I saw that. Okay. If you're thinking of a person's development, they don't- or a child, they don't just become a bigger version of what they were. They change. Some people may argue with that, but basically they grow and develop and become more mature. It's the maturation process. And what Brahms does, I'll give you a little foreshadowing, is it...
Of course, the tune is never completed. Instead, it matures. It turns into something bigger, something richer, something also minor in the middle of the piece. And it moves from a simple major to a big, expansive, complex minor. And that actually is what happens to us. You know, we start off kind of a little bit major key and we think everything's about us and it's very simple.
I mean, you know. And then eventually as we grow up, we discover that things might end up in a minor key. And a minor key is not a bad thing. A minor key is very beautiful. Minor is not sad and major is not happy. You know what I mean? Minor has complexity and richness and it has, like a person who is wise, has sorrow built into perception.
It's different. It's a complexity which sorrow is in. So let's go back because I think I felt like, what would it be like if he did finish the tune and simplified it? So this is not a piano puzzler. I hear you laughing. Because I'm not turning it into anything else. I'm just going to simplify what we just heard.
First, I'll remove the rhythmic complexity and just give you this. (music) So it's all like that. So what you're going to hear is if this had been like a folk song that Brahms had in the back of his mind, which he maybe did, I don't know. But I'm simplifying the antecedent to the opening, and then I supply the simplest Brahms-ian consequence.
So there's a question and then an answer. You never get that in the piece. So I think it's interesting to know what you don't get. (music) So that never happens. And if you did... That's like when you see a movie trailer and you think, and it turns out that none of that actually happens like that. Anyway. So then they make a big statement of the same thing, if you recall, it goes and- but it keeps growing and growing.
And when they stopped, they were in a new key, which was E minor. They were about to go into E minor. So let's go on a little bit further and we're listening now for what happens to the theme and how does it transform itself? We have time, but not only does Brahms build themes, but he takes them apart.
And in this case, it's very unusual. He takes this thing apart before he builds it up. It's almost like he- which makes sense from the bildungs point of view. In other words, you have to examine your ideas first before you can grow. I know that's not in fashion, but basically, one should examine one's ideas and it's very important to realize that also that Brahms was doing this most effectively in instrumental music.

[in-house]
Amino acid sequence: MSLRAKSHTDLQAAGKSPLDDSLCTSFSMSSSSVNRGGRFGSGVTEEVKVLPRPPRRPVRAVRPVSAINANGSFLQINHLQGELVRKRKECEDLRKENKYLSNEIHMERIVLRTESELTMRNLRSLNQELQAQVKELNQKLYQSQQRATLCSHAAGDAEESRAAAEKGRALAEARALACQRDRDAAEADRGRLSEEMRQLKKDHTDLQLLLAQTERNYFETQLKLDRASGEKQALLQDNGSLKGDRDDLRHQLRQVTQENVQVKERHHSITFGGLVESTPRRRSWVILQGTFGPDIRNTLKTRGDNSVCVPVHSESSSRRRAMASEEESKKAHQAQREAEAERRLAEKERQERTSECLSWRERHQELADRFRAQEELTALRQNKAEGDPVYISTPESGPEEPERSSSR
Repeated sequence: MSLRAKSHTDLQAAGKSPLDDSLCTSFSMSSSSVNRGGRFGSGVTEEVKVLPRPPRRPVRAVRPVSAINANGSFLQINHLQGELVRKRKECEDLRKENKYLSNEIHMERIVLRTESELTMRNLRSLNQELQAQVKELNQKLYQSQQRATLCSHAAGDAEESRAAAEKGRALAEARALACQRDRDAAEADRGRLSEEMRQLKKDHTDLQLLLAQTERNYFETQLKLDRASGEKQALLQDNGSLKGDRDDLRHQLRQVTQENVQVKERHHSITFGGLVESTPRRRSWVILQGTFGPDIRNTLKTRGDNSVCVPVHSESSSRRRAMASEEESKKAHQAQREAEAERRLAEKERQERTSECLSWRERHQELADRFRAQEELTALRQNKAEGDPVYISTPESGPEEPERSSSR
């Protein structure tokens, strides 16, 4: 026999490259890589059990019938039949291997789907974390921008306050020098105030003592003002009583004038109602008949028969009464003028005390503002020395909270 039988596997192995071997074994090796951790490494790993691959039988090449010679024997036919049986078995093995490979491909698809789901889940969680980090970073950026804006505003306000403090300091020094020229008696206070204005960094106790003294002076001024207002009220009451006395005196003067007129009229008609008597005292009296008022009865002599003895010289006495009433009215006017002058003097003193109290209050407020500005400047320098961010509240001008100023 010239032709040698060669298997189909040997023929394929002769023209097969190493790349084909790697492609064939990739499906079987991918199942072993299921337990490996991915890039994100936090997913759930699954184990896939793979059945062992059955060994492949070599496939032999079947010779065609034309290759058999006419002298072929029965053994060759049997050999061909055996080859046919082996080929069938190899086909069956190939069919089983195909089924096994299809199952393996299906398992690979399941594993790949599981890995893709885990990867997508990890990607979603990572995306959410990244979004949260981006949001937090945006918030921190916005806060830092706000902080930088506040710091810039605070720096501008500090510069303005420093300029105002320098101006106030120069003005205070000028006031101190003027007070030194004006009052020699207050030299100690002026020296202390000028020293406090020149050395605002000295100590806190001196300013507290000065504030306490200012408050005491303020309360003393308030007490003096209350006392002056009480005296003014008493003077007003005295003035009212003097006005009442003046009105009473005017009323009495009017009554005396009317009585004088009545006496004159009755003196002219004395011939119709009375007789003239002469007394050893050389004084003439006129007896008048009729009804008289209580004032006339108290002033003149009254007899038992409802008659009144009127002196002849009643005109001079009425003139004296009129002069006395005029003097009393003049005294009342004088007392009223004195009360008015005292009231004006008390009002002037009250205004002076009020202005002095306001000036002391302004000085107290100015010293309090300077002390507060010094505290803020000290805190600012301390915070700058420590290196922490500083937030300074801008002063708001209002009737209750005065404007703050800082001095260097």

He was the only person who was writing extraordinary chamber music. There were a lot of people writing chamber music, but they're your favorite composers, like Robert Folkman, Carl Goldmark, Gertz, who's not bad. Actually, they're, none of them are bad and Herzogenberg who's also not bad, but it sounds a lot like Brahms. But the big names of the time, you know Wagner and Bruckner and Liszt, they were not writing chamber music.
So the chamber music was his area of exploration where he did this incredible thing, even more than in the symphonies, where this exploration of the self happened. And he also, and we should all be grateful, he saved chamber music for us. In a way, it's really, really true because, you know, Mahler and all that, nobody was interested except Brahms and then Schoenberg and Debussy and Ravel, the next era.
Okay, so let's go, I think go right from where you stopped a little before. How about at Bar 32? And this time we will take it up to... oh, let's go up to... It isn't possible to stop anywhere, isn't it? Somewhere around 61, two, three, four. I'll stop you. I love stopping it. (music) You and. Okay, great. We'll stop there.
That took us through a transition into the second theme. I'll just say a few things about that, but I'm going to bring this over there. The feeling of this, (music) these two notes back and forth becomes very important in every way. In the duples, two notes connected, it's going to get more and more important. But this little transition theme right from where we started is all in two notes. (music) One, two, groups of two, and then (music) the little things building up to it.
And those are also like... (music) everything starts to feel like that. And if you think I'm exaggerating, wait till you see what he does with it. Okay. And then we have again little duplos. (Music) So that (singing) Now, listen to this and do you hear something from the opening here? (music) It's that basic gesture which, if you stop here on the grace note, then it's just right.
But it's a grace note. Then we get into a rhythmic pattern. I'm going to ask you to play this together again starting at 855, 56, 57. But let's just hear the piano alone once and think about where the beats are, because this is one of Brahms's favorite techniques. Just the piano at 57. (music) Right. Now, you could hear upbeats anywhere you want there.